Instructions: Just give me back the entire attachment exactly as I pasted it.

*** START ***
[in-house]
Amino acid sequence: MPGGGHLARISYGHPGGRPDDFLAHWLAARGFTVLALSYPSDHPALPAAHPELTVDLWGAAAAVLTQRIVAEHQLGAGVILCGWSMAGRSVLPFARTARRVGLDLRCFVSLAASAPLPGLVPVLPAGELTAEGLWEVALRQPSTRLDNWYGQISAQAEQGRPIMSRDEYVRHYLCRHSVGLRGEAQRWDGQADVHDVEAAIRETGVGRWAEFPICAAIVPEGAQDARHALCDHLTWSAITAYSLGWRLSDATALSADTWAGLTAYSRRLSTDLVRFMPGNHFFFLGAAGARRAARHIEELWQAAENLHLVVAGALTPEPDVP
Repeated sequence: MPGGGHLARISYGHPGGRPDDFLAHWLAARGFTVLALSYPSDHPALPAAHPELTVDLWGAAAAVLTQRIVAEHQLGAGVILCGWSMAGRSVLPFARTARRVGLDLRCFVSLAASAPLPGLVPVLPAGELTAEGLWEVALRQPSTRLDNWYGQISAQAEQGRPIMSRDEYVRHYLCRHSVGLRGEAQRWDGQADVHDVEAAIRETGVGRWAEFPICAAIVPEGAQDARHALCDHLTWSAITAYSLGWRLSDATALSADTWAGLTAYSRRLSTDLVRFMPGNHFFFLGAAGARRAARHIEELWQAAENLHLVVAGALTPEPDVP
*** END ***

[in-house]
Amino acid sequence: MPGGGHLARISYGHPGGRPDDFLAHWLAARGFTVLALSYPSDHPALPAAHPELTVDLWGAAAAVLTQRIVAEHQLGAGVILCGWSMAGRSVLPFARTARRVGLDLRCFVSLAASAPLPGLVPVLPAGELTAEGLWEVALRQPSTRLDNWYGQISAQAEQGRPIMSRDEYVRHYLCRHSVGLRGEAQRWDGQADVHDVEAAIRETGVGRWAEFPICAAIVPEGAQDARHALCDHLTWSAITAYSLGWRLSDATALSADTWAGLTAYSRRLSTDLVRFMPGNHFFFLGAAGARRAARHIEELWQAAENLHLVVAGALTPEPDVP
Repeated sequence: MPGGGHLARISYGHPGGRPDDFLAHWLAARGFTVLALSYPSDHPALPAAHPELTVDLWGAAAAVLTQRIVAEHQLGAGVILCGWSMAGRSVLPFARTARRVGLDLRCFVSLAASAPLPGLVPVLPAGELTAEGLWEVALRQPSTRLDNWYGQISAQAEQGRPIMSRDEYVRHYLCRHSVGLRGEAQRWDGQADVHDVEAAIRETGVGRWAEFPICAAIVPEGAQDARHALCDHLTWSAITAYSLGWRLSDATALSADTWAGLTAYSRRLSTDLVRFMPGNHFFFLGAAGARRAARHIEELWQAAENLHLVVAGALTPEPDVP